As part of its climate strategy, the Obama administration is providing an $8.3-billion loan guarantee to help Southern Co. build two new nuclear power plants, which would be online in 2016 and 2017. The move and the supporting comments by Carol Browner, Obama’s energy czar, appear to indicate a shift towards more support of American nuclear power after 30 years without the construction of a new nuclear plant.
I for one am more than happy to see nuclear power back on the table in energy discussions. Other nations do very well with nuclear power as part of their energy portfolio, and one big example is France, who has dealt effectively with the question of nuclear waster and uses nuclear power to run a substantial portion of its power grid. With all the focus on going green, it only makes sense to include a proven emission-free technology that works in other parts of the world.
The shift from the Obama administration is made more drastic by candidate Obama’s statements that he wasn’t a “nuclear proponent.” I’m not really concerned about his previous positions as he’s come around to the more sensible approach of encouraging nuclear power as a component of our energy infrastructure.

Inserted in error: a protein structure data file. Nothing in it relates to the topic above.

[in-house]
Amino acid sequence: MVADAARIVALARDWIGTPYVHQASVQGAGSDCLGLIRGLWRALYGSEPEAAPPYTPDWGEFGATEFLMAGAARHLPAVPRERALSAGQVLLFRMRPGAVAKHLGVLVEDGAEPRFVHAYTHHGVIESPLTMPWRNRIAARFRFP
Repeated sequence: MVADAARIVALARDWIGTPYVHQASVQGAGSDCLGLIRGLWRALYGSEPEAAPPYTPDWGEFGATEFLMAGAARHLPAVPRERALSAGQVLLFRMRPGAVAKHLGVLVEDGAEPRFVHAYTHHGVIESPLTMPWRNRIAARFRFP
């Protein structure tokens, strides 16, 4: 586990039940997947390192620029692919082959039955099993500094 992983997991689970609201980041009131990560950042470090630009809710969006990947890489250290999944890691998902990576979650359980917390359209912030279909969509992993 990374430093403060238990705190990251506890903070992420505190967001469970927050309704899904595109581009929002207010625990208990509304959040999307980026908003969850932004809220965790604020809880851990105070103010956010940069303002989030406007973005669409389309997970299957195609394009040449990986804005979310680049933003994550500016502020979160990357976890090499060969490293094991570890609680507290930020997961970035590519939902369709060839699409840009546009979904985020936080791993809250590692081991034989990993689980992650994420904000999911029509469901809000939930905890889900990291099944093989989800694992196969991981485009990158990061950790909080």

So I’m sitting pretty good with the administration’s move at this point, until we come to this potential deal-breaker: along with encouraging nuclear power, the administration isn’t backing away from using the EPA to regulate carbon emissions. Yikes, you were doing so well up to that point, too. Getting around thorny cap-and-trade legislation by enforcing it through the executive branch remains a dishonest way of circumventing the legislative process to ram through an ideological wish, and will hurt industry and the economy just the same as a bill passed by Congress would. Decouple this from nuclear power, and I would have been giving this a big thumbs-up. As it stands, I remain skeptical.